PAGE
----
In Greek mythology, Pygmalion was a renowned sculptor. He had such love for one of his statues that the gods turned it into a real person.
This story gave its name to the Pygmalion Effect, which is the power of having high expectations of someone else. This area has been well researched in education, but many new studies have been released on this over the past year. We now know more than ever before on the power of The Pygmalion Effect – let’s take a look at the new findings and the strategies they suggest.
Why are high expectations important?
In one of the most famous psychological experiments almost 50 years ago, researchers demonstrated the power of high expectations. In this study, teachers were falsely told at the beginning of the year that randomly selected students were ‘late bloomers’ who were going to flourish over the course of the year. When the researchers went back at the end of the year, they found that these students had indeed made more progress. This was attributed to the high expectations that the teachers had for them, which resulted in them being asked more challenging questions and being supported accordingly.
How to raise teacher expectations
As this famous study demonstrates, the expectations that teachers have of their students are influential in their future academic performance.
So, what can schools do to ensure high teacher expectations? Recent research has provided an update to paint a richer picture on which strategies may work.
Everyone can improve
Research has demonstrated that providing educators with information about the impact of high expectations is a good starting point for improvements to be made. In one particular study, it was found that providing evidence of successful achievement of low income students significantly altered the expectations of what was possible.
Evidence from research isn’t always enough
One interesting study looked to change teachers’ negative perceptions of transient students (students who do not take all their lessons at one institution). It found that presenting teachers with information from research papers which showed no difference in achievement between transient and non-transient students did nothing to raise teacher expectations. However, presenting teachers with achievement data from their own school which showed no difference convinced teachers to change their negative beliefs and have higher expectations.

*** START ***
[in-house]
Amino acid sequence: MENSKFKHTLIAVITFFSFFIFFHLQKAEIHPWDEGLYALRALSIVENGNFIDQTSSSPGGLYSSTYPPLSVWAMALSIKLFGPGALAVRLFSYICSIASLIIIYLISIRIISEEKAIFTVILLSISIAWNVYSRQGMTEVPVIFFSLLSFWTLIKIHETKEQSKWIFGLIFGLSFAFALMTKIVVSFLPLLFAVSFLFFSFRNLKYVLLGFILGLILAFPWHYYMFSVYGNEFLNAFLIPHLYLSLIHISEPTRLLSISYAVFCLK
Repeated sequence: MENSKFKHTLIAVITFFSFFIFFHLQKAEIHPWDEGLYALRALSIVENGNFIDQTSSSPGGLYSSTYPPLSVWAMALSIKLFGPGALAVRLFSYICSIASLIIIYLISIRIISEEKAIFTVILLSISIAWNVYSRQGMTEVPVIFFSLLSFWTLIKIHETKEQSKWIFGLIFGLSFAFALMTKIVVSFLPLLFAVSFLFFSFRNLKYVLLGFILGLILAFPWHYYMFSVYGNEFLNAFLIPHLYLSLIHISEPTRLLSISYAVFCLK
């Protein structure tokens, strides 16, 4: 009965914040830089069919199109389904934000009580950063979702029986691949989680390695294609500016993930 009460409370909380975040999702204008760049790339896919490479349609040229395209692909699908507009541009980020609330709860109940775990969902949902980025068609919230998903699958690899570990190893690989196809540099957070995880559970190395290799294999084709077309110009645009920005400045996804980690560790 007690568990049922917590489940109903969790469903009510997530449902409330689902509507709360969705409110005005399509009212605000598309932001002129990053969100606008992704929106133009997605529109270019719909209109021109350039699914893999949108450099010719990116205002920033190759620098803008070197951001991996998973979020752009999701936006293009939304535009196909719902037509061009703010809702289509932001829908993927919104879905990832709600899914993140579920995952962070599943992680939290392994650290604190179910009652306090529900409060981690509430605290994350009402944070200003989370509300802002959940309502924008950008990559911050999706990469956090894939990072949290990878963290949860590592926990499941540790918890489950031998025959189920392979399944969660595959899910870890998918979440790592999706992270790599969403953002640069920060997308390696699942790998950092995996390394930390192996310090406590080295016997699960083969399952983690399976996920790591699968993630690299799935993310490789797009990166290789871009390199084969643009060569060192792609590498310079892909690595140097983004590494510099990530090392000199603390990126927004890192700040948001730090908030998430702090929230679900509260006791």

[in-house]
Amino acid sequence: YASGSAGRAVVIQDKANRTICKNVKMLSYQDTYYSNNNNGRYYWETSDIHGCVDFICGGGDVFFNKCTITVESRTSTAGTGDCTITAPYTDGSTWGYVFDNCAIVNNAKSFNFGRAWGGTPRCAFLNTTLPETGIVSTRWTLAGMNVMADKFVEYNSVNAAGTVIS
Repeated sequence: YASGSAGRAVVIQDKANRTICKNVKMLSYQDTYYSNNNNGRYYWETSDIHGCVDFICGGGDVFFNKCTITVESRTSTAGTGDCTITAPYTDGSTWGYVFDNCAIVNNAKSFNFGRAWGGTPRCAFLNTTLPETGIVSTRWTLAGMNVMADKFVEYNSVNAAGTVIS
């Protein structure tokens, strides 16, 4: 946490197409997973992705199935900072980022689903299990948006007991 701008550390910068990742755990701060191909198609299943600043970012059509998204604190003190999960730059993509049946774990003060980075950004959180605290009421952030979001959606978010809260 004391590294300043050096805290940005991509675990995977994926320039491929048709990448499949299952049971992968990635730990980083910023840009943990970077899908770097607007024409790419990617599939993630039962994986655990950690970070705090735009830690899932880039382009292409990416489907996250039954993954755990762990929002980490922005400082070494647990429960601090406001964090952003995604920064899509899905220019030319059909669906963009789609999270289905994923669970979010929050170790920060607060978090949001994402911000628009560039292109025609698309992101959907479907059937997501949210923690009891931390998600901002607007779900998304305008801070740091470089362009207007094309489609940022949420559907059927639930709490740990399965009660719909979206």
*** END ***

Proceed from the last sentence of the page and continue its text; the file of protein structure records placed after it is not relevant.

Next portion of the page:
The cost of streaming by ability
Research that followed more than 19,000 students over a five-year period showed how influential streaming can be. They found that students in the lower and middle sets tend to do worse in Maths, Science and English than those who were not streamed by ability. This suggests that struggling students in lower streams may feel that there is less expectation for them to do well, which creates a self-fulfilling prophecy.
Praise the process as well as the outcome
For example, in one particular study students were asked to solve a moderately difficult mathematical problem before receiving one of two different types of praise. They either received praise for their process (i.e. “you did really well; you must have tried hard”) or praise based on their abilities (i.e. “you are so clever”).
When they were later told that they were unsuccessful at a more difficult task, the researchers found that those who had been praised for the process were more likely to display higher levels of effort and resilience and did not attribute their failure to a lack of ability. On the other hand, students who were praised for their abilities were less resilient and avoided experimenting with new strategies for fear of looking stupid.
Mastery vs Performance Goals
A good strategy for encouraging students to have high self-expectations is to focus on mastery rather than performance goals. Mastery goals define success in terms of the progress and improvement made by students, whereas performance goals are framed in comparison to others (i.e. ‘did I finish higher than my peers?’).
Mastery goals often lead to a more robust and durable motivation and helps frame mistakes as opportunities to learn. Performance goals, on the other hand, can isolate students and lead to lower performances as the aim is to just be a bit better than others, instead of maximizing one’s own potential.
No-one rises to low expectations. What we permit, we promote. If we lower our standards in terms of behavior and what is possible, then students will automatically and subconsciously follow suit.
By believing that everyone has the capacity to learn and improve, and by supplementing this with strategies such as focusing on process and mastery, we can ensure that no child is ever left behind.